Debugging your VSTS extension

Recently I’ve been working on developing some extensions for Visual Studio Team Services (VSTS). Being able to develop custom extensions is great, since it enables you to extend the service with features that fulfil your needs.

Creating an extension for VSTS consists of a few steps:

  1. Develop the code
  2. Package the extension
  3. Publish it to the marketplace
  4. Install it in your VSTS account
  5. Start using your extension!

In order to use your extension inside VSTS, you have to go through all these steps. When you’re still developing and debugging your code, this makes for a very painful process. There is a neat little trick that you can use to overcome this, which makes debugging a VSTS extension much easier. It is described somewhere in the documentation, but it’s very well hidden so I thought I’d write a blog post about it.

How extensions work

Extensions for the VSTS web interface are actually web pages which are loaded inside an iframe in the VSTS UI. VSTS supports many extension points, and you can use whichever one suits your purpose best. For example, an extra tab on the work item form, a dashboard widget, an additional hub group or even an entire hub. When VSTS loads the html page for your extension, it will become visible in the UI. Inside your html page you include the VSTS extension SDK (“VSS.SDK.js”). That will take care of properly loading your extension inside the VSTS UI and will make some services available to your extension for getting data from and to VSTS. To put it all in a picture:


In order for your extension to load in VSTS, VSTS has to know some things about it, like: where to load your extension (e.g. as a dashboard widget or hub group), which html page to load and which permissions are required. These things are configured in your extension manifest. This manifest is used when packaging and publishing your extension to the marketplace. From there, it can be installed in your VSTS account.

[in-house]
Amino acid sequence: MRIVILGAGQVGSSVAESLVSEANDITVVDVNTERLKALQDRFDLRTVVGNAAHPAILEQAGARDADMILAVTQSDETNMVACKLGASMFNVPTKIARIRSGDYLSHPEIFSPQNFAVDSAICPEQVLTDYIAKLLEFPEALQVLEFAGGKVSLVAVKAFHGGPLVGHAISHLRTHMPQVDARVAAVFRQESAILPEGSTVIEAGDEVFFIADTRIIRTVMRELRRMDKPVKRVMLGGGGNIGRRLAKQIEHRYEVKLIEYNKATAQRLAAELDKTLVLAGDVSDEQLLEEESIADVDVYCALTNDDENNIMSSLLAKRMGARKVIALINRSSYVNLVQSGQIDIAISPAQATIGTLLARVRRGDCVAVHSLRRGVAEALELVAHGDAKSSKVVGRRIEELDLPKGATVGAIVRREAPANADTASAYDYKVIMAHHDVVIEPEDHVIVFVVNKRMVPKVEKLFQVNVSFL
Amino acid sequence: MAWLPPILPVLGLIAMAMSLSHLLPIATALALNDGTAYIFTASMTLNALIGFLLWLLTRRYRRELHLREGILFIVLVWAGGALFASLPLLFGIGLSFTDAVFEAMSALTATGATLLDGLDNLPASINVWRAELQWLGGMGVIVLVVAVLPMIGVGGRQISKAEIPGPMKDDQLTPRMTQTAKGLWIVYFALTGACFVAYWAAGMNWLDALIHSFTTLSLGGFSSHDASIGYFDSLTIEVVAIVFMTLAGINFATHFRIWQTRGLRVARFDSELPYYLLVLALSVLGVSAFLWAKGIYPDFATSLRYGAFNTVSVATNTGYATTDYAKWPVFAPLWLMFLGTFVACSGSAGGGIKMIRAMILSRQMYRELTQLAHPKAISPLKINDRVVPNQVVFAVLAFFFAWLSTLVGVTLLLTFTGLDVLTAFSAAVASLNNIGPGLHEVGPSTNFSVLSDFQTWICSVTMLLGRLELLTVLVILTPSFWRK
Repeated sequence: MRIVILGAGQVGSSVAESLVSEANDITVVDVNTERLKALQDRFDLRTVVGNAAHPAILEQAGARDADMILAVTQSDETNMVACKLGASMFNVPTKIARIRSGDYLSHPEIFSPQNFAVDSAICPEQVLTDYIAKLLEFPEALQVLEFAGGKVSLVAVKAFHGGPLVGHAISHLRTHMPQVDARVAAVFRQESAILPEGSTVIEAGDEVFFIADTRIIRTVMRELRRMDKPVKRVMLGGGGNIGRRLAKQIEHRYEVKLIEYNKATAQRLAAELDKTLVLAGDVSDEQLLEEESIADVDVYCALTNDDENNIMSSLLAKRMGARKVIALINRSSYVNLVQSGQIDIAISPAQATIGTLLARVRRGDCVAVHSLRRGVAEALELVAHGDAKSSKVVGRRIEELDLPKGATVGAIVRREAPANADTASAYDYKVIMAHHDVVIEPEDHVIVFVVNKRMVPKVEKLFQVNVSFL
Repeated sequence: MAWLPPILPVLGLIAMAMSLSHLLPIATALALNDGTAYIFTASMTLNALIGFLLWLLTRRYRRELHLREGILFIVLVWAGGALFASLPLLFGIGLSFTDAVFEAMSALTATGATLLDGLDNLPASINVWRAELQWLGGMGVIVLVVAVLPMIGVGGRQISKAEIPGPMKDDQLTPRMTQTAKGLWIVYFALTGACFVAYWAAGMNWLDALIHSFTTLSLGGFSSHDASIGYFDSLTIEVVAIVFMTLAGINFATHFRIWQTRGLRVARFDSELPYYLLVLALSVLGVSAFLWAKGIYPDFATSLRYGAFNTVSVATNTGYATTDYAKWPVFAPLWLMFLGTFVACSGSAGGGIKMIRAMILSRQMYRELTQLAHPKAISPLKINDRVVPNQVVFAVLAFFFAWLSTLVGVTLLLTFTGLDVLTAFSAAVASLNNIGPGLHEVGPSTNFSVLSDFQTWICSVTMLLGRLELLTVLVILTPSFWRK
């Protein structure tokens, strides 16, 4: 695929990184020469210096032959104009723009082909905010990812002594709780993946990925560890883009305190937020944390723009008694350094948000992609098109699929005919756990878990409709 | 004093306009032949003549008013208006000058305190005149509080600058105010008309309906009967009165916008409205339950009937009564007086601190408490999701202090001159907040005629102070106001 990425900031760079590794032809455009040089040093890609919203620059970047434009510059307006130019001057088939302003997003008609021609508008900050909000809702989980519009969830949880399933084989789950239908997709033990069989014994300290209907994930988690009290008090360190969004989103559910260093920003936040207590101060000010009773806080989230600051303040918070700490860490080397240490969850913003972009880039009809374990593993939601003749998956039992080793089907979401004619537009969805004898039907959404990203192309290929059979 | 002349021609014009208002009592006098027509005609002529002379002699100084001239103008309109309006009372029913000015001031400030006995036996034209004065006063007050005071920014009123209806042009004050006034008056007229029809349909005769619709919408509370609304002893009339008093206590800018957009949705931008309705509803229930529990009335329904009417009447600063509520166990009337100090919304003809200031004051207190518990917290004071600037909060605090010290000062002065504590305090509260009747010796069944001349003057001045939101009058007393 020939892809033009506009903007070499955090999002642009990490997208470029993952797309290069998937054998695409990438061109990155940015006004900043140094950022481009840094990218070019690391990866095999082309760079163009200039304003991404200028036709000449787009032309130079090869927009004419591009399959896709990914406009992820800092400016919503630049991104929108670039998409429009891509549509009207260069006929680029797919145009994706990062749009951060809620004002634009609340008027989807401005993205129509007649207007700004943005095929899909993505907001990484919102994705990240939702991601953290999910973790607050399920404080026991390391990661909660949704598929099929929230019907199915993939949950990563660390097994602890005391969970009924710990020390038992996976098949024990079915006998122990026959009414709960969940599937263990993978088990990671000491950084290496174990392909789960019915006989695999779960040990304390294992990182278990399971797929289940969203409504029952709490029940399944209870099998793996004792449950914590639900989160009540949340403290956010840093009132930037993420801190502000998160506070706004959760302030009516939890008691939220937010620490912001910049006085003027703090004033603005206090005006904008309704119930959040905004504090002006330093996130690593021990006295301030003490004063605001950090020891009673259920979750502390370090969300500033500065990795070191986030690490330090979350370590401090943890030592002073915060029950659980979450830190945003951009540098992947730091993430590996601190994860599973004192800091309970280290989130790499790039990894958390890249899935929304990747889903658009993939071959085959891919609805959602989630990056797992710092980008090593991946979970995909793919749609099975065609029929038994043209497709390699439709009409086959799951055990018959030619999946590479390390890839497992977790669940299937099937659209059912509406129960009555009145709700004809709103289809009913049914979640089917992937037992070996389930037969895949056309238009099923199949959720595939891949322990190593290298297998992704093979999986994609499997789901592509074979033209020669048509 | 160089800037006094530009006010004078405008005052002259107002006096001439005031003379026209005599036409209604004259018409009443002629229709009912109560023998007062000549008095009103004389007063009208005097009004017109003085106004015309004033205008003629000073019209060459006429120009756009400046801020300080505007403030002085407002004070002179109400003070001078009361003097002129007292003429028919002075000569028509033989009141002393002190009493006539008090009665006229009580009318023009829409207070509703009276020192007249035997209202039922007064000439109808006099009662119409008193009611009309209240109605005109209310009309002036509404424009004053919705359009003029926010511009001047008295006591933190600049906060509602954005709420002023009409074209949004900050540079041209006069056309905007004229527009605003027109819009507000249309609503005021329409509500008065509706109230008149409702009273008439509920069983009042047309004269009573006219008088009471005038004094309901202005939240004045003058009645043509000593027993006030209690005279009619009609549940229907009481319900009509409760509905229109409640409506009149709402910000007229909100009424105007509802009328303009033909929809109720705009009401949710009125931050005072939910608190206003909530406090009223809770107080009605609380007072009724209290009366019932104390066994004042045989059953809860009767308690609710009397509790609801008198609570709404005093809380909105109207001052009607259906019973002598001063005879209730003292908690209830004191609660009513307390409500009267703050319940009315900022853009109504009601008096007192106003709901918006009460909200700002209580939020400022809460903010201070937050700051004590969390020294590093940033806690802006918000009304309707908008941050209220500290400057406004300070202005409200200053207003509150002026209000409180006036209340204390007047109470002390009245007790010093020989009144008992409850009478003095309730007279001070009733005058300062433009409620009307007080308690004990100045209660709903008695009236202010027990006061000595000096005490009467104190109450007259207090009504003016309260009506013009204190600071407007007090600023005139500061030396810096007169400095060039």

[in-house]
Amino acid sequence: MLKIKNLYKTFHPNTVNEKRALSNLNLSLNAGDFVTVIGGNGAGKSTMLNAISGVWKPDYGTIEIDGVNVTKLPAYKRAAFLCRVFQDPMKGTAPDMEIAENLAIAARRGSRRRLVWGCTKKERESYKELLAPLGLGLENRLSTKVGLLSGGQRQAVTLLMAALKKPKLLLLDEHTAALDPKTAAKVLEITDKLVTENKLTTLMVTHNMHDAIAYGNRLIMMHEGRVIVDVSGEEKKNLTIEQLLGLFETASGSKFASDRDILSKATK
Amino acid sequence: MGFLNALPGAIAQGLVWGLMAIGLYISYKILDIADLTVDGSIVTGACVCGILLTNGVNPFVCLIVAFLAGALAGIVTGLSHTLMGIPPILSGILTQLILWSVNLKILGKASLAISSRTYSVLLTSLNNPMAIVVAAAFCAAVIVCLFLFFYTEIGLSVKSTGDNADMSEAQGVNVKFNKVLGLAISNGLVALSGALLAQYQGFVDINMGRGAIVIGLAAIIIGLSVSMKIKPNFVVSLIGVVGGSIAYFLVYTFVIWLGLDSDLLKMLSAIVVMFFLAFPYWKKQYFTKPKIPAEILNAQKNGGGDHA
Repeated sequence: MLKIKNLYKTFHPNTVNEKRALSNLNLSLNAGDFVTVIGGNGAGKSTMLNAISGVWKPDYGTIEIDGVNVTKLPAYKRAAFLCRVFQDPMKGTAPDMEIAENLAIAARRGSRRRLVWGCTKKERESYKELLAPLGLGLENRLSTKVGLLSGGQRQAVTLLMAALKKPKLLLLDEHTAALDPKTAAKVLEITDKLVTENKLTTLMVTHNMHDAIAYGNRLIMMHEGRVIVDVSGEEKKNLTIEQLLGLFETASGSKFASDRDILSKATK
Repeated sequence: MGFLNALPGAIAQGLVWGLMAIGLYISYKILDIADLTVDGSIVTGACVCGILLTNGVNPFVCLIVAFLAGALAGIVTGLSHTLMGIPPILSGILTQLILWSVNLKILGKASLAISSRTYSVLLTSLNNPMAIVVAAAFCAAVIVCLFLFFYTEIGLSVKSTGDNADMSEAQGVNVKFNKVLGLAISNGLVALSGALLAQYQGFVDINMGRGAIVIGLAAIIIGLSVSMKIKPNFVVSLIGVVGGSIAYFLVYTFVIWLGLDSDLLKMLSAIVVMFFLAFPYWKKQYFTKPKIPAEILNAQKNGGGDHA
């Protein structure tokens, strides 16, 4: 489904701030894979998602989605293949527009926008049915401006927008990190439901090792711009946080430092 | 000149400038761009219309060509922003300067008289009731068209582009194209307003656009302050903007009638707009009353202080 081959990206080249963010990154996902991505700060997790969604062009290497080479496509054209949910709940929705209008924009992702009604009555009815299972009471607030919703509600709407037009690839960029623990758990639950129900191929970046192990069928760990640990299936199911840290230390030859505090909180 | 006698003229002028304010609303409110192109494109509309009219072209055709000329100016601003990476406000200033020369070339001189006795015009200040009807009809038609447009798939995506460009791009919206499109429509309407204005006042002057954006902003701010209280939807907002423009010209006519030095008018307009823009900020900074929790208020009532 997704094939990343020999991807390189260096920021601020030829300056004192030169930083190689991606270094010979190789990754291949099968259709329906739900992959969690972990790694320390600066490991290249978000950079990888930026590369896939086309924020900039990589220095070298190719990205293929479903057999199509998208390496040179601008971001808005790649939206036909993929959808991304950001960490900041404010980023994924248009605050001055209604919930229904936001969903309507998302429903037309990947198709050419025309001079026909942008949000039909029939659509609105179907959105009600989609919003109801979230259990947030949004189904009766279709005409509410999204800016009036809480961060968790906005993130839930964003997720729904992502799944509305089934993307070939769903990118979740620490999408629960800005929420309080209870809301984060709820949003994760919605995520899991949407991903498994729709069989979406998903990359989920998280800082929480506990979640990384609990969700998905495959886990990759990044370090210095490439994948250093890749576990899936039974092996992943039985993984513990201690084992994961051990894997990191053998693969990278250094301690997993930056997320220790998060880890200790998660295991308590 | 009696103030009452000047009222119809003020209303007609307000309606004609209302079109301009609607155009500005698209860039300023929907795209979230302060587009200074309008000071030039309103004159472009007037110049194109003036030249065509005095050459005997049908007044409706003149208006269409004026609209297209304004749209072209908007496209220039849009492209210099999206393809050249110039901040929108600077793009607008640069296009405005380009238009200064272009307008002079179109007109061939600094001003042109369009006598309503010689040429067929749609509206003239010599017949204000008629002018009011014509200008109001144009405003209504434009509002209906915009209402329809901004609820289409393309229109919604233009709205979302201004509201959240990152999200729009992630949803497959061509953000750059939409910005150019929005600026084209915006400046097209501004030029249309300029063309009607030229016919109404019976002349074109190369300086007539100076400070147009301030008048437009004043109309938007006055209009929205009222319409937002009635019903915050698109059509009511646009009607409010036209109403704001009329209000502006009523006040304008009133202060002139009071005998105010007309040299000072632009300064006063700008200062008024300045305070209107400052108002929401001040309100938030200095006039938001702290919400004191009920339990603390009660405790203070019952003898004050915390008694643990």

The manifest also specifies from where your extension html should be loaded. If you have a simple extension with just a few static html/javascript/css files you can package these with your extension and they will be hosted inside VSTS. If your extension is more complex (e.g. you have some ASP.NETpages) then you will need to provide your own hosting and specify that in your manifest.

Preparing the debugging

When I’m developing an extension, I’m using Visual Studio. Of course I want to be able to use all of Visual Studio’s debugging power and do quick iterations (write code, hit F5, check if it works). In order to make this work we’ll trick VSTS to load our extension html from our local machine. Of course this won’t work for production scenario’s, but for debugging it’s fantastic.

In order to do so we’ll create a special manifest for development (in my case: “vss-extension-debug.json”). Inside that manifest, there are a few properties that we’ll change especially for debugging purposes:

  "id": "devdemoextension",
  "name": "Dev: Demo Extension",
  "baseUri": "https://localhost:44300",

  • id: the id has to be unique across all your extensions. I usually prepend “dev” for my development versions.
  • name: this will be displayed in the VSTS marketplace and when you’re installing the extension in your account. I usually prepend “Dev:” so that I can identify the development version
  • baseUri: this is where the magic happens. This tells VSTS to load the extension from your localhost, where you have your development version running in IISExpress from Visual Studio.

Note: you have to run IISExpress in SSL mode, because VSTS demands that your extension is served from a secure source. You can enable SSL mode in the properties of your project in Visual Studio:


Now package your extension using the manifest modified for debugging:

vset package -m vss-extension-debug.json

Upload the resulting .vsix file to the marketplace and share & install it in your account. For instructions on how to do this, you can refer to the Visual Studio site.

Doing the debugging

Now that we have all the Yak shaving done we can get to the actual debugging. The easiest way to do this is to change the properties of your project in Visual Studio and set the Start URL to the location where your extension will load:


This will make sure that the debugger is attached to the correct browser process.

Now hit F5 and you’ll be able to use the full power of the Visual Studio debugger!

Happy debugging!


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